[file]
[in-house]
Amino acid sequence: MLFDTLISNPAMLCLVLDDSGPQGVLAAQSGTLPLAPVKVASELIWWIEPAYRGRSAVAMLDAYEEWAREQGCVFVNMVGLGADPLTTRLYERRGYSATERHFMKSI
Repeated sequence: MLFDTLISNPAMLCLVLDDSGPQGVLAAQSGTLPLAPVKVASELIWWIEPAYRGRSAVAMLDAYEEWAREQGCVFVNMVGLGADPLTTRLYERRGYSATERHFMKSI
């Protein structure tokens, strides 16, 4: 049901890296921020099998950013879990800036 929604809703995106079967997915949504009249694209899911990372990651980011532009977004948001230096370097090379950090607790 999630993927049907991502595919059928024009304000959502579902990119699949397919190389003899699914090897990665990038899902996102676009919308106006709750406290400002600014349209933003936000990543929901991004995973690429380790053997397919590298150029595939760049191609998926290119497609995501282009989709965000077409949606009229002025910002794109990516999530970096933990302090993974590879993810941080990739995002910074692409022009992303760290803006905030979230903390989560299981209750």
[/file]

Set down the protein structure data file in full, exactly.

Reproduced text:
[in-house]
Amino acid sequence: MLFDTLISNPAMLCLVLDDSGPQGVLAAQSGTLPLAPVKVASELIWWIEPAYRGRSAVAMLDAYEEWAREQGCVFVNMVGLGADPLTTRLYERRGYSATERHFMKSI
Repeated sequence: MLFDTLISNPAMLCLVLDDSGPQGVLAAQSGTLPLAPVKVASELIWWIEPAYRGRSAVAMLDAYEEWAREQGCVFVNMVGLGADPLTTRLYERRGYSATERHFMKSI
């Protein structure tokens, strides 16, 4: 049901890296921020099998950013879990800036 929604809703995106079967997915949504009249694209899911990372990651980011532009977004948001230096370097090379950090607790 999630993927049907991502595919059928024009304000959502579902990119699949397919190389003899699914090897990665990038899902996102676009919308106006709750406290400002600014349209933003936000990543929901991004995973690429380790053997397919590298150029595939760049191609998926290119497609995501282009989709965000077409949606009229002025910002794109990516999530970096933990302090993974590879993810941080990739995002910074692409022009992303760290803006905030979230903390989560299981209750």